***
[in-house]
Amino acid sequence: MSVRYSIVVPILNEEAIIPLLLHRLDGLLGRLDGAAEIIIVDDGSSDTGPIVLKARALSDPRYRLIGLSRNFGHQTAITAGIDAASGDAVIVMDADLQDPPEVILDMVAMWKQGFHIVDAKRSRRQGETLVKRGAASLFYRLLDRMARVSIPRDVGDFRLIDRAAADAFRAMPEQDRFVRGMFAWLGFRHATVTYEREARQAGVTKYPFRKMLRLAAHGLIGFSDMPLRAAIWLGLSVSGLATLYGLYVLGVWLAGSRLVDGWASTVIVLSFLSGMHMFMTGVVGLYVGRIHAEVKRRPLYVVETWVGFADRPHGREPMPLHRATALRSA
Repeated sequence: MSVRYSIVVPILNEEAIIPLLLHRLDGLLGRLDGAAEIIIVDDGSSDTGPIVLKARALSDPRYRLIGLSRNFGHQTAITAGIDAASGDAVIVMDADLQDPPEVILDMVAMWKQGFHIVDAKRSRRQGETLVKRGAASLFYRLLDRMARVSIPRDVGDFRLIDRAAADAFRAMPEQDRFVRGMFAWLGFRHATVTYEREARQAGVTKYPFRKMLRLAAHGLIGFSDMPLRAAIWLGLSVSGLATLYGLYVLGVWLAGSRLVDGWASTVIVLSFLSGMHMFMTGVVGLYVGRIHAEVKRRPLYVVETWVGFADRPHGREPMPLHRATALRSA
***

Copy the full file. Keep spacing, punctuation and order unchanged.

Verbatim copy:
[in-house]
Amino acid sequence: MSVRYSIVVPILNEEAIIPLLLHRLDGLLGRLDGAAEIIIVDDGSSDTGPIVLKARALSDPRYRLIGLSRNFGHQTAITAGIDAASGDAVIVMDADLQDPPEVILDMVAMWKQGFHIVDAKRSRRQGETLVKRGAASLFYRLLDRMARVSIPRDVGDFRLIDRAAADAFRAMPEQDRFVRGMFAWLGFRHATVTYEREARQAGVTKYPFRKMLRLAAHGLIGFSDMPLRAAIWLGLSVSGLATLYGLYVLGVWLAGSRLVDGWASTVIVLSFLSGMHMFMTGVVGLYVGRIHAEVKRRPLYVVETWVGFADRPHGREPMPLHRATALRSA
Repeated sequence: MSVRYSIVVPILNEEAIIPLLLHRLDGLLGRLDGAAEIIIVDDGSSDTGPIVLKARALSDPRYRLIGLSRNFGHQTAITAGIDAASGDAVIVMDADLQDPPEVILDMVAMWKQGFHIVDAKRSRRQGETLVKRGAASLFYRLLDRMARVSIPRDVGDFRLIDRAAADAFRAMPEQDRFVRGMFAWLGFRHATVTYEREARQAGVTKYPFRKMLRLAAHGLIGFSDMPLRAAIWLGLSVSGLATLYGLYVLGVWLAGSRLVDGWASTVIVLSFLSGMHMFMTGVVGLYVGRIHAEVKRRPLYVVETWVGFADRPHGREPMPLHRATALRSA